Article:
Aetna and MLB Face ERISA Suit Over Denied Mental Health Claims

A Major League Baseball Players (MLB) Benefit Plan participant recently filed an ERISA lawsuit against Aetna Health and Life Insurance Co. (Aetna) and the MLB Benefits Plan. The suit challenges the denial of inpatient mental health treatment claims for the participant’s daughter. MLB offers mental health benefits to employees and their beneficiaries, including inpatient and outpatient treatment of mental health Read More

U.S. Supreme Court Eases Standard for Employees to Sue Employers Concerning Denied Religious Accommodations in the Workplace

The U.S. Supreme Court recently issued its decision in Groff v. DeJoy, Postmaster General, making it easier for employees to sue employers that fail to offer religious workplace accommodations. In its ruling, the Court revived a Title VII lawsuit that former U.S. Postal Service (USPS) employee and Evangelical Christian Gerald Groff had filed after the USPS would not accommodate his religious practices. When the Read More

PBM Reform Legislation Advances in Senate and House Committees

Committees in both houses of Congress recently voted to advance legislation reforming pharmacy benefit managers (PBMs). In recent months, PBMs, which manage prescription drug benefits on behalf of health insurers, Medicare Part D drug plans, and large employers, have come under fire for allegedly anticompetitive practices and inflated consumer drug prices. The Senate Finance Committee, which handles matters Read More

FTC Withdraws Prior Health Care Antitrust Policy Statements as It Continues to Investigate PBM Market

The Federal Trade Commission (FTC) recently unanimously voted to withdraw its previously issued policy statement that opposed state legislation increasing transparency over pharmacy benefit managers (PBMs). Consistent with heightened scrutiny of PBMs by federal agencies, the FTC issued a statement cautioning against reliance on prior advocacy statements regarding PBMs that no longer may be valid. The FTC stated Read More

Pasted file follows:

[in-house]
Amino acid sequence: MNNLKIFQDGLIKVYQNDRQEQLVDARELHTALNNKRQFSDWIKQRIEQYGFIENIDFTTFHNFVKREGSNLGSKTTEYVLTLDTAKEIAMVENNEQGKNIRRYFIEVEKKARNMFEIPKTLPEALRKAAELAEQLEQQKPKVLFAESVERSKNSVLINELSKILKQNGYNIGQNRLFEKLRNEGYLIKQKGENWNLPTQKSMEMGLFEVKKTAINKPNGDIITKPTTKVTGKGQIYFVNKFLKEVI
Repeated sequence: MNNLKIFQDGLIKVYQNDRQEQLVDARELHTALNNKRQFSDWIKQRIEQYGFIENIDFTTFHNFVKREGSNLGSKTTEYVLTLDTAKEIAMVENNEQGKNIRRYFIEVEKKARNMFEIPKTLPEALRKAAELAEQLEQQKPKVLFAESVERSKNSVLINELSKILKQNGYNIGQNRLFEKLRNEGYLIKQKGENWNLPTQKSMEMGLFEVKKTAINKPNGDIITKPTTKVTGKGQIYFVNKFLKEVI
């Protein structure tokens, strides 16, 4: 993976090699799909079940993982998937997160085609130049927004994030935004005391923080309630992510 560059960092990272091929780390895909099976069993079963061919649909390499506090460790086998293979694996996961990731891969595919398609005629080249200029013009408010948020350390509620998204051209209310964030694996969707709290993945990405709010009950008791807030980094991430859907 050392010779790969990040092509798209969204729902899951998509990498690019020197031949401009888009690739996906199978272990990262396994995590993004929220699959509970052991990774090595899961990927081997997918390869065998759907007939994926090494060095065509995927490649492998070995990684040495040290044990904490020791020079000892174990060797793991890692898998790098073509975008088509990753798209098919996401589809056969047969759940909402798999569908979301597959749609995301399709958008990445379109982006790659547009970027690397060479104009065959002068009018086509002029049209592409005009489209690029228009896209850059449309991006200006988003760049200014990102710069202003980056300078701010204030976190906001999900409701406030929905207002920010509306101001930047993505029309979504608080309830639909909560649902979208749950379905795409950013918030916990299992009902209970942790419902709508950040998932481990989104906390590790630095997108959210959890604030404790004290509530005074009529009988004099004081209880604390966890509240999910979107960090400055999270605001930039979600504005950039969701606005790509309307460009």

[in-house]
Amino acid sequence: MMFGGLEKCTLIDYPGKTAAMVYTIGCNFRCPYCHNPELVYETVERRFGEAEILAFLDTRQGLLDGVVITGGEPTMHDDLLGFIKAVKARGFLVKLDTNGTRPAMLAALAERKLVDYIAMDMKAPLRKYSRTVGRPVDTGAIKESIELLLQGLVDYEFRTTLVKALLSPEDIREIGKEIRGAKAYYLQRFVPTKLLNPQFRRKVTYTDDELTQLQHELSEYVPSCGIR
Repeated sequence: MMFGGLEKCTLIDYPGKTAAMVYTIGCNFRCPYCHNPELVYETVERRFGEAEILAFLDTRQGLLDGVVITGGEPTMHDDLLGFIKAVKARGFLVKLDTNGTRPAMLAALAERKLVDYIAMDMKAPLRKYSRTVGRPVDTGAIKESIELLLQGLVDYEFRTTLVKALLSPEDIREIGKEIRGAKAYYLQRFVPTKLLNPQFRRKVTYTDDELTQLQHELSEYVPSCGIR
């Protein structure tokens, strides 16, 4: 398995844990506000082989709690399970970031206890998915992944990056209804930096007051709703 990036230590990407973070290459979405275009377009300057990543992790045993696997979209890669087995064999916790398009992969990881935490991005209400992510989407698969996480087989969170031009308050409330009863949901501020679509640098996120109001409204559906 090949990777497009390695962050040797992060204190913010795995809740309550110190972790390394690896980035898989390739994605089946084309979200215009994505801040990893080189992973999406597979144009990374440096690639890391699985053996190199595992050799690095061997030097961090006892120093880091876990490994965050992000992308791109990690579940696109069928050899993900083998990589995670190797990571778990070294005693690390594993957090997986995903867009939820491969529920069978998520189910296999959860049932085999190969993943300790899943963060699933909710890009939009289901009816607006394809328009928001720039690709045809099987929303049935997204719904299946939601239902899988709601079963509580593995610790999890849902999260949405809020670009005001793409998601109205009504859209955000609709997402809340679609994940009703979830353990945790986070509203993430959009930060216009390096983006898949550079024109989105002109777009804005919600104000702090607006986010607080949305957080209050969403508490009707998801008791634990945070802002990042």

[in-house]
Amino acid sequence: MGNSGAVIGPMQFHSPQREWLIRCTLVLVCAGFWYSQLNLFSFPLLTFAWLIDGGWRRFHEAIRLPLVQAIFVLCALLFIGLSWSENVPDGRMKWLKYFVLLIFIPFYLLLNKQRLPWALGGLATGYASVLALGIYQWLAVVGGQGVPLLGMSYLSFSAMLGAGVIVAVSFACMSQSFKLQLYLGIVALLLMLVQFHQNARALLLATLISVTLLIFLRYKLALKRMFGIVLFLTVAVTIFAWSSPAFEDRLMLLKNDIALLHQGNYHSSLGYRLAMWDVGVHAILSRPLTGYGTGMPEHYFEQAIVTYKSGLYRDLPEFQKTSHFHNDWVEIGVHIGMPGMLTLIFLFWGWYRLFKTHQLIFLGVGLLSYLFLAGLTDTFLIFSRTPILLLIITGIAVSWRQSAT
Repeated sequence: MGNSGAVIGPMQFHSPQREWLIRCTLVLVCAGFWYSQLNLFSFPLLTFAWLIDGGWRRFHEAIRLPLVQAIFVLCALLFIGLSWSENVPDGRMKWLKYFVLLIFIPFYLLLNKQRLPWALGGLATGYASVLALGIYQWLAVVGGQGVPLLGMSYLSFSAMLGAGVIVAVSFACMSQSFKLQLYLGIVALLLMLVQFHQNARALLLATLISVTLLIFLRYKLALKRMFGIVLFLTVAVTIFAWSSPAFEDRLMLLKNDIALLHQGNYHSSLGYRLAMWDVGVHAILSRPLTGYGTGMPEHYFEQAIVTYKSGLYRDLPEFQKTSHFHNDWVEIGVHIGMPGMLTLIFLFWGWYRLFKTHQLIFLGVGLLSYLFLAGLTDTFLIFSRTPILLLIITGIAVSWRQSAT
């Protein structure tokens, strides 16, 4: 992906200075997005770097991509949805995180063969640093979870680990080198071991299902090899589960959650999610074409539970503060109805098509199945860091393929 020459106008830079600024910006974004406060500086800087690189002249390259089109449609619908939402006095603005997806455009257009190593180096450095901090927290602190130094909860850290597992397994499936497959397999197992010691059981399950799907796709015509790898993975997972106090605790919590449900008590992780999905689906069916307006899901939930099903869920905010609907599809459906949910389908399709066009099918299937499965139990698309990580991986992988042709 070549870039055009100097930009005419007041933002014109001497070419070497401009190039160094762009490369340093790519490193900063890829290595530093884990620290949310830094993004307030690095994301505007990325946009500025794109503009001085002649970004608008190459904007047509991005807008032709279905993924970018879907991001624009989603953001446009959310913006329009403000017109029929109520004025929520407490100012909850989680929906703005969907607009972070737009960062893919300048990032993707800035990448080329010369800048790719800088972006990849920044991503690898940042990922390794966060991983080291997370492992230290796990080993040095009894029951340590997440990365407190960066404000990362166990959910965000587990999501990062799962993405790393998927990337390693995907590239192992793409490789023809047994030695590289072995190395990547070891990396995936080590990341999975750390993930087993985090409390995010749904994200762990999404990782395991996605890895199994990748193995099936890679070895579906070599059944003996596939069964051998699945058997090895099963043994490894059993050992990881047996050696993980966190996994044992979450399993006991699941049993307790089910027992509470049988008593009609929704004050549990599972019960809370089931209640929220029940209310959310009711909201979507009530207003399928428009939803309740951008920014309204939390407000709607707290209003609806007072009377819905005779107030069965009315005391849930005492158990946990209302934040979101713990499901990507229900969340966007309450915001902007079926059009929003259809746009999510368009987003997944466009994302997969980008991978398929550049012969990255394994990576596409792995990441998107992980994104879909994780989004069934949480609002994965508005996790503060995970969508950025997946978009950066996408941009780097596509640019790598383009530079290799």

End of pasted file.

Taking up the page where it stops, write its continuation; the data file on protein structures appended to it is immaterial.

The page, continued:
U.S. Supreme Court Eliminates Affirmative Action in Higher Education

On June 29, 2023, the U.S. Supreme Court issued its ruling in Students for Fair Admissions, Inc. v. President and Fellows of Harvard College, in which it struck down affirmative action in higher education. The decision ended 40 years of colleges and universities being able to consider race as a factor in their admissions processes. The case arose from two lawsuits in which Students for Fair Admissions, Inc. Read More

A Look at the Proposed Joint Regulations to Implement MHPAEA and NQTL Requirements

Three federal agencies – the Department of Labor (DOL), the Department of Treasury (Treasury), and the Department of Health & Human Services (HHS) – released joint proposed rules designed to amend existing rules under the Mental Health Parity and Addiction Equity Act (MHPAEA). The proposed rules also fulfill the mandate of the Consolidated Appropriations Act, 2021 (CAA, 2021) to implement nonquantitative Read More

NLRB Ruling Modifies Independent Contractor Test

The National Labor Relations Board (NLRB) recently issued a ruling in Atlanta Opera, Inc., which alters the test employers must use to determine whether workers are independent contractors or employees. In its decision, the NLRB ruled that makeup artists, wig artists, and hairstylists working at the Atlanta Opera were employees, not independent contractors. As a result of the ruling, the workers could file an Read More

Musk Pleads No Personal Liability in Former Employee Severance Claims

A Delaware federal judge heard arguments recently on Elon Musk’s motion to dismiss all claims against him personally in a lawsuit filed by former Twitter employees over severance benefits. The case is Arnold et al. v. X Corp. et al., case number 1:23-cv-00528, the U.S. District Court for the District of Delaware. Musk argued that he did not sign off on the provisions of the 2022 Twitter takeover deal concerning Read More

EEOC Issues Guidance on AI Usage in Employment Practices

The U.S. Equal Employment Opportunity Commission (EEOC) has issued new guidance on using artificial intelligence (AI) in employment practices under Title VII of the Civil Rights Act of 1964. Specifically, the EEOC advises that employers may not rely on representations by vendors that their AI tool complies with Title VII. Instead, they must ensure that the tool has no adverse discriminatory impact. Otherwise, the Read More

Takeaways from Biden Administration’s Proposed Rules on Mental Health Parity

The U.S. Department of Labor (DOL), U.S. Department of the Treasury (Treasury), and the U.S. Department of Health and Human Services (HHS) recently issued 395 pages of proposed rules designed to guide group health plans on compliance with mental health parity laws. These rules clarify that the Biden administration intends to restrict plans’ use of nonquantitative limits on mental health and substance use disorder Read More